|The first storm of what proved to be a loud,|
lightning filled evening in northern Vermont is seen
blossoming over Lake Champlain west of St. Albans.
NOAA's Storm Prediction Center has upped the chances of severe storms across northeastern New York and most of Vermont and New Hampshire today.
There's now giving it a slight risk, which is level two of five risk levels, with five being the highest risk.
Earlier today, the Storm Prediction Center was giving us Level 1, or marginal risk for isolated severe storms.
The atmosphere is more unstable than first thought, there was plenty of sun this morning to activate the atmosphere, and it's still fairly humid, so the chances of damaging winds and hail have increased.
There's a good chance they'll issue a severe thunderstorm watch for the rest of the afternoon in the North Country. That watch could come at any minute now.
As always, not everybody will get a severe or damaging storm. But some towns will see more trees and power lines topple, much like last night. And some gardens and crops here and there might be damaged by hail.
As of 1:45 p.m. Saturday, weather radar was lit up like a Christmas tree with lots of showers and storms, some strong, over southern Quebec, ahead of an approaching cold front
The storms were heading toward the southeast, and would start to cross the International Border by 2:30 p.m,. or even possibly sooner.
The storms will move southeastward and be out of our hair in northern New England by tonight
As expected, a bunch of thunderstorms, a few strong to severe, got going over southern Quebec, northern New York, Vermont, New Hampshire and Maine Friday evening.
I don't know if any of you saw it, but it was quite the light show. I don't think I've seen that much nighttime lightning in ages.
This was a weird outbreak of storms.
Friday turned out to be the hottest day of the summer, reaching 94 degrees in Burlington. That certainly added a lot of energy to atmosphere, priming it for storms.
As noted yesterday, all we needed was a trigger, and that came in the form of a pool of cooler air aloft and a weak cold front sagging down from Quebec in the evening.
As always with photos in this blog thingy, click on the photos to make them bigger and easier to see.
|Skies grew ominous over Georgia,|
Vermont at sunset Friday.
Then, shortly before sunset, the influence of that system from Canada began nudging in. The initial storms I noticed were weird: Tall, skinny things that didn't look like much from a distance, but were pretty intense once you got inside them.
One of the first storms of the night fired up in far southern Quebec and moved into my area, St. Albans, Vermont shortly before sunset. As you can see in the first photo in this post, it was a thing of beauty over Lake Champlain.
Soon, other tall, skinny storms formed near this one. There were pockets of hail and strong winds as they passed through.
One of the storms, which downed some branches in the southern end of St. Albans, seemed to have a small, slowly rotating wall cloud-like structure on the storm's back side as it moved east of town.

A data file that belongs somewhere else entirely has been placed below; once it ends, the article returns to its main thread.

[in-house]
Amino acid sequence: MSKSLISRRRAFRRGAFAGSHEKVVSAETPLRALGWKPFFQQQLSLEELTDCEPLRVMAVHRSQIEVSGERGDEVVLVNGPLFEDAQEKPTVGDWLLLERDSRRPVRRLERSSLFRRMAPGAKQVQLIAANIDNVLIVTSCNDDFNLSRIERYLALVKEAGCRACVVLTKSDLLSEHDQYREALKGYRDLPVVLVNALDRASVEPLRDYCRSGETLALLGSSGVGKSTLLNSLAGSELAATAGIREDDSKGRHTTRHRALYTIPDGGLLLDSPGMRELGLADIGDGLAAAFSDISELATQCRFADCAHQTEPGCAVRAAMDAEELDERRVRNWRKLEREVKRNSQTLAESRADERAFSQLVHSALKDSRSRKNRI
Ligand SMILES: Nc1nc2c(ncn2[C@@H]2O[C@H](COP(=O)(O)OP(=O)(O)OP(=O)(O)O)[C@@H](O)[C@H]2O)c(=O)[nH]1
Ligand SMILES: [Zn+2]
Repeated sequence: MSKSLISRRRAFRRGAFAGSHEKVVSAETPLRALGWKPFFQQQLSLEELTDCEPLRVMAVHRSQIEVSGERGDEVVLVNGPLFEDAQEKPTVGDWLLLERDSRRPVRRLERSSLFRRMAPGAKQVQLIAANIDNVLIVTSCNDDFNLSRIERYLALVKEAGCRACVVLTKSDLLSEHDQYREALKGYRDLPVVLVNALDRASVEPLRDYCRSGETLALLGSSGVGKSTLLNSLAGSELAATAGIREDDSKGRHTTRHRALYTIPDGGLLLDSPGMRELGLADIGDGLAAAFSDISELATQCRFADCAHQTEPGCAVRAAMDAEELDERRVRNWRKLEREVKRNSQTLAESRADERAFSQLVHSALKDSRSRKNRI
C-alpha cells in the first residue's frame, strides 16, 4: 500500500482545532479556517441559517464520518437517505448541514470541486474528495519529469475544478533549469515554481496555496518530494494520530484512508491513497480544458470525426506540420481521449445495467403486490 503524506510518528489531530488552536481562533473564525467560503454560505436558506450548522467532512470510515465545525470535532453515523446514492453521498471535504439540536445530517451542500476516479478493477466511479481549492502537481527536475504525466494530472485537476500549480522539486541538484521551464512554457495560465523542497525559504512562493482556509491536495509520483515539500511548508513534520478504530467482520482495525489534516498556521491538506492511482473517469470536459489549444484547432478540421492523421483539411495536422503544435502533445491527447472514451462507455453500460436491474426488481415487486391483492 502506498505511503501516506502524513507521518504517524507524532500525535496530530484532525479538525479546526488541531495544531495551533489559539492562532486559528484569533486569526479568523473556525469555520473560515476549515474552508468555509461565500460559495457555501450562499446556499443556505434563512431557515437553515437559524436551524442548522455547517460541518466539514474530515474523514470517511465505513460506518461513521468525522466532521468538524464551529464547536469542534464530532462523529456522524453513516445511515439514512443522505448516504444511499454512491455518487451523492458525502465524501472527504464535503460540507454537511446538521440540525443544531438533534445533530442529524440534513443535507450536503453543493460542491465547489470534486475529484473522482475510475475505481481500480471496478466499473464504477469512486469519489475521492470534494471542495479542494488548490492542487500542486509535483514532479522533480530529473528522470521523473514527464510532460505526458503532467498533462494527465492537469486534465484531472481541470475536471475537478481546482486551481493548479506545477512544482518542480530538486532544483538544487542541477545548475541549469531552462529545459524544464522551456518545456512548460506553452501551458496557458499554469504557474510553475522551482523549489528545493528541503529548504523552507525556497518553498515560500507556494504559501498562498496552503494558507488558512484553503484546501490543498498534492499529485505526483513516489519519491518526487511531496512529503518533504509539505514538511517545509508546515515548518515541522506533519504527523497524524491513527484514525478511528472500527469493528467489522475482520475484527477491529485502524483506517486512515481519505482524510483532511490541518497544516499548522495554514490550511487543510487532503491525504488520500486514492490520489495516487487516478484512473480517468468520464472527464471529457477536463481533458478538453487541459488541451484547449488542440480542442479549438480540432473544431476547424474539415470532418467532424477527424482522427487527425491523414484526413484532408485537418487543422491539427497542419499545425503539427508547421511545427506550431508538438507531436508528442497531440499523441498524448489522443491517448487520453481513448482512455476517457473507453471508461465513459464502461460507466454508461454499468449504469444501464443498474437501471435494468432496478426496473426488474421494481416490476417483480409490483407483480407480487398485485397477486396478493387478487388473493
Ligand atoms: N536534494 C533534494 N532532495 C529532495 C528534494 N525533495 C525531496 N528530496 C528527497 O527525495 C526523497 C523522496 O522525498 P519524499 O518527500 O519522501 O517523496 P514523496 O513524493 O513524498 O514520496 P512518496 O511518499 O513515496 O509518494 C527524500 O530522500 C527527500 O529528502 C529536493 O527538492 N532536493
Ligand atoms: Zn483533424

I doubt this storm was anything near tornadic (I'm guessing the rotation was probably just different updrafts and downdrafts and outflows influencing the shape of this particular cloud) but it was certainly interesting to watch the clouds grow and rotate a bit
This storm, shortly after I saw that, triggered the first severe thunderstorm warning of the evening in central Vermont.
Soon larger clusters of storms formed near Ottawa and crossed into northern New York and Vermont
|This small wall-cloud like cloud structure slowly|
rotated on the tail end of a thunderstorm
Friday evening southeast of St Albans.
I want to be careful and note this wasn't a tornadic
type storm, but the cloud feature was i
I don't know the last time I saw such an extensive area of Vermont under a storm warning.
Damage reports were spotty, with trees and wires down in places like North and South Hero, on Lake Champlain, near Hardwick, Cambridge and Middlesex.
Some of the storms produced torrential downpours, too. Radar estimates show spot totals in excess of 1.5 inches north of Route 2 in Vermont.
The lightning, as noted, was something else, too!
A second, more intense cluster of severe thunderstorms moved west to east across most of Massachusetts and much of Connecticut as we in northern Vermont had our light show.
There was tree and wire damage, and some other destruction in the Bay State from Interstate 91 in the west all the way to Cape Cod.
We're not done with the storms yet. Another cold front will trigger more thunderstorms across the North Country today.
A few of the storms, once again, will become strong to severe, but there will be only isolated spots that have any more damage. Many of us will get some thunderstorm drama today but nothing totally destructive
Today's round of storms will come through much earlier than Friday's By noon, they will be firing up and generally heading southeastward across New York and Vermont.
The storms should rapidly wind down by evening, and we will have a much quieter night in Vermont than last night.
Sunday looks gorgeous with sun, seasonably warm temperatures and fairly low humidity, but more storms are possible Monday. Stay tuned!